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41.
  • Ferrari, P, et al. (författare)
  • Alcohol dehydrogenase and aldehyde dehydrogenase gene polymorphisms, alcohol intake and the risk of colorectal cancer in the European Prospective Investigation into Cancer and Nutrition study
  • 2012
  • Ingår i: European Journal of Clinical Nutrition. - Nature Publishing Group. - 1476-5640. ; 66:12, s. 1303-1308
  • Tidskriftsartikel (refereegranskat)abstract
    • BACKGROUND/OBJECTIVES: Heavy alcohol drinking is a risk factor of colorectal cancer (CRC), but little is known on the effect of polymorphisms in the alcohol-metabolizing enzymes, alcohol dehydrogenase (ADH) and aldehyde dehydrogenase (ALDH) on the alcohol-related risk of CRC in Caucasian populations. SUBJECTS/METHODS: A nested case-control study (1269 cases matched to 2107controls by sex, age, study centre and date of blood collection) was conducted within the European Prospective Investigation into Cancer and Nutrition (EPIC) to evaluate the impact of rs1229984 (ADH1B), rs1573496 (ADH7) and rs441 (ALDH2) polymorphisms on CRC risk. Using the wild-type variant of each polymorphism as reference category, CRC risk estimates were calculated using conditional logistic regression, with adjustment for matching factors. RESULTS: Individuals carrying one copy of the rs1229984(A) (ADH1B) allele (fast metabolizers) showed an average daily alcohol intake of 4.3 g per day lower than subjects with two copies of the rs1229984(G) allele (slow metabolizers) (P-diff<0.01). None of the polymorphisms was associated with risk of CRC or cancers of the colon or rectum. Heavy alcohol intake was more strongly associated with CRC risk among carriers of the rs1573496(C) allele, with odds ratio equal to 2.13 (95% confidence interval: 1.26-3.59) compared with wild-type subjects with low alcohol consumption P-((interaction)=0.07). CONCLUSIONS: The rs1229984(A) (ADH1B) allele was associated with a reduction in alcohol consumption. The rs1229984 (ADH1B), rs1573496 (ADH7) and rs441 (ALDH2) polymorphisms were not associated with CRC risk overall in Western-European populations. However, the relationship between alcohol and CRC risk might be modulated by the rs1573496 (ADH7) polymorphism. European Journal of Clinical Nutrition (2012) 66, 1303-1308; doi: 10.1038/ejcn.2012.173; published online 14 November 2012
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42.
  • Ferrari, Pietro, et al. (författare)
  • Lifetime and baseline alcohol intake and risk of colon and rectal cancers in the European Prospective Investigation into Cancer and Nutrition (EPIC)
  • 2007
  • Ingår i: International Journal of Cancer. - John Wiley & Sons. - 0020-7136. ; 121:9, s. 2065-2072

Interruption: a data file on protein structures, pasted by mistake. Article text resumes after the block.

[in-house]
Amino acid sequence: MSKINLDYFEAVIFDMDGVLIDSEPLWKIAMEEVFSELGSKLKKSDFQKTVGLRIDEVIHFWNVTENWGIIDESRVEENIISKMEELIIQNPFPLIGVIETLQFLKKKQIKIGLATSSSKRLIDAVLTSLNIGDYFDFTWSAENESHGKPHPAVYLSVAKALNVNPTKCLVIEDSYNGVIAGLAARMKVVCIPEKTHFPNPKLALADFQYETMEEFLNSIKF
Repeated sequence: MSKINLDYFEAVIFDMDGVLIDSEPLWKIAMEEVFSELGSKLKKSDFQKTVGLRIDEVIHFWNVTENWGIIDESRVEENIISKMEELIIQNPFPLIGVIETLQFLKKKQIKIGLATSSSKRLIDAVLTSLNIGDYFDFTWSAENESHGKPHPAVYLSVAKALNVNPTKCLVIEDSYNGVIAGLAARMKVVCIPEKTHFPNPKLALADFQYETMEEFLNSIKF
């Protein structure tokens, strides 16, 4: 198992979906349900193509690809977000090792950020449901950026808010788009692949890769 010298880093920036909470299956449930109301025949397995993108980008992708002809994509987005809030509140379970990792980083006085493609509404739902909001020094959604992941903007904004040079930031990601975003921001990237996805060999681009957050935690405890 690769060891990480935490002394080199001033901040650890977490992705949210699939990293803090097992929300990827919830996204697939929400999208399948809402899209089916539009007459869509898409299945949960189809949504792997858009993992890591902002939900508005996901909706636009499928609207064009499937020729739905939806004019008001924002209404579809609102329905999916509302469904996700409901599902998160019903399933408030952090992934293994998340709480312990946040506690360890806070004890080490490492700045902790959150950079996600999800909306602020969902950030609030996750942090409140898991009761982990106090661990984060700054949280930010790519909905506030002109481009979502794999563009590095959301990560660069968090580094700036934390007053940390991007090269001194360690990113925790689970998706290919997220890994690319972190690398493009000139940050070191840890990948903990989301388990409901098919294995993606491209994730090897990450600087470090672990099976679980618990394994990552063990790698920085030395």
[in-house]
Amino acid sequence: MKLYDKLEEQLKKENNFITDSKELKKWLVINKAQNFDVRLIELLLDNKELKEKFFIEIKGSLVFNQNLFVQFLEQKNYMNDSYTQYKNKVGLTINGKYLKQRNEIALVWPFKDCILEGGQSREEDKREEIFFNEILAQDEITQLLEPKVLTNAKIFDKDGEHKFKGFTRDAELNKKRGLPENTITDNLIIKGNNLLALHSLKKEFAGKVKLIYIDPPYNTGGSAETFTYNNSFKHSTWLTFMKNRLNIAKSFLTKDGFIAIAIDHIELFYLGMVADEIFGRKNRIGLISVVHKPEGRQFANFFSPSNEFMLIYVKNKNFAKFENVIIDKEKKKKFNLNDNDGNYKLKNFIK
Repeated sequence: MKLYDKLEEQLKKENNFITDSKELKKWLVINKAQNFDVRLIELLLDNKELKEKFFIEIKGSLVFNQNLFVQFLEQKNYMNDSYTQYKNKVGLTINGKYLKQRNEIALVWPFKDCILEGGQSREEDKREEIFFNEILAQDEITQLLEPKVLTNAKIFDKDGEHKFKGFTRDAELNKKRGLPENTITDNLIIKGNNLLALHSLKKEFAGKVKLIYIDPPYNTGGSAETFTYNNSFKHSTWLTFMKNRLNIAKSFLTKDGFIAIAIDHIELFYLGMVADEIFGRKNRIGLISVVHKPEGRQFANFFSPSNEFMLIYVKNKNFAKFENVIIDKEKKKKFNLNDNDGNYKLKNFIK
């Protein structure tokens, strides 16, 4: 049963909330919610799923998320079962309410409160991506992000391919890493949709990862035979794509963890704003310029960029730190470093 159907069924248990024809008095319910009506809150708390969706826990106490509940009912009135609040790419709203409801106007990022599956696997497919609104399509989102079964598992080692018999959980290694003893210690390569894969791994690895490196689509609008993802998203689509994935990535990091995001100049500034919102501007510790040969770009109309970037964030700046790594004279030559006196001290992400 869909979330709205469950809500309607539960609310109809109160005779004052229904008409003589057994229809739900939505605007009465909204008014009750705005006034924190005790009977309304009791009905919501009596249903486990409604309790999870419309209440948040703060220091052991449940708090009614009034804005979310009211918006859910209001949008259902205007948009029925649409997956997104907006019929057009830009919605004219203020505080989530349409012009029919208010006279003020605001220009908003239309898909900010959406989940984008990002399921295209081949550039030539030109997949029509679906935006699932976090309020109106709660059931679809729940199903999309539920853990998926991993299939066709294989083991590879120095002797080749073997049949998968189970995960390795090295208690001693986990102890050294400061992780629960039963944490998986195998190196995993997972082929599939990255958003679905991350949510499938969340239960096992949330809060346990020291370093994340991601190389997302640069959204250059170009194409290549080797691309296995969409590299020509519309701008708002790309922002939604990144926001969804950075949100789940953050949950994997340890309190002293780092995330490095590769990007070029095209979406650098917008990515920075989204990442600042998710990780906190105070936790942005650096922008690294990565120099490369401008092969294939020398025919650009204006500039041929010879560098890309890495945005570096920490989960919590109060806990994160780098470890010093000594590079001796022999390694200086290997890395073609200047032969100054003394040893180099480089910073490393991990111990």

• Tidskriftsartikel (refereegranskat)abstract
    • Alcohol consumption may be associated with risk of colorectal cancer (CRC), but the epidemiological evidence for an association with specific anatomical subsites, types of alcoholic beverages and current vs. lifetime alcohol intake is inconsistent. Within the European Prospective Investigation into Cancer and Nutrition (EPIC), 478,732 study subjects free of cancer at enrolment between 1992 and 2000 were followed up for an average of 6.2 years, during which 1,833 CRC cases were observed. Detailed information on consumption of alcoholic beverages at baseline (all cases) and during lifetime (1,447 CRC cases, 69% of the cohort) was collected from questionnaires. Cox proportional hazard models were used to examine the alcohol-CRC association. After adjustment for potential confounding factors, lifetime alcohol intake was significantly positively associated to CRC risk (hazard ratio, HR = 1.08, 95% CI = 1.04-1.12 for 15 g/day increase), with higher cancer risks observed in the rectum (HR = 1.12, 95% CI = 1.06-1.18) than distal colon (HR = 1.08, 95% CI = 1.01-1.16), and proximal colon (HR = 1.02, 95% CI = 0.92-1.12). Similar results were observed for baseline alcohol intake. When assessed by alcoholic beverages at baseline, the CRC risk for beer (HR = 1.38, 95% CI `= 1.08-1.77 for 20-39.9 vs. 0.1-2.9 g/day) was higher than wine (HR = 1.21, 95% CI = 1.02-1.44), although the two risk estimates were not significantly different from each other. Higher HRs for baseline alcohol were observed for low levels of folate intake (1.13, 95% CI = 1.06-1.20 for 15 g/day increase) compared to high folate intake (1.03, 95% CI = 0.98-1.09). In this large European cohort, both lifetime and baseline alcohol consumption increase colon and rectum cancer risk, with more apparent risk increases for alcohol intakes greater than 30 g/day. (c) 2007 Wiley-Liss, Inc.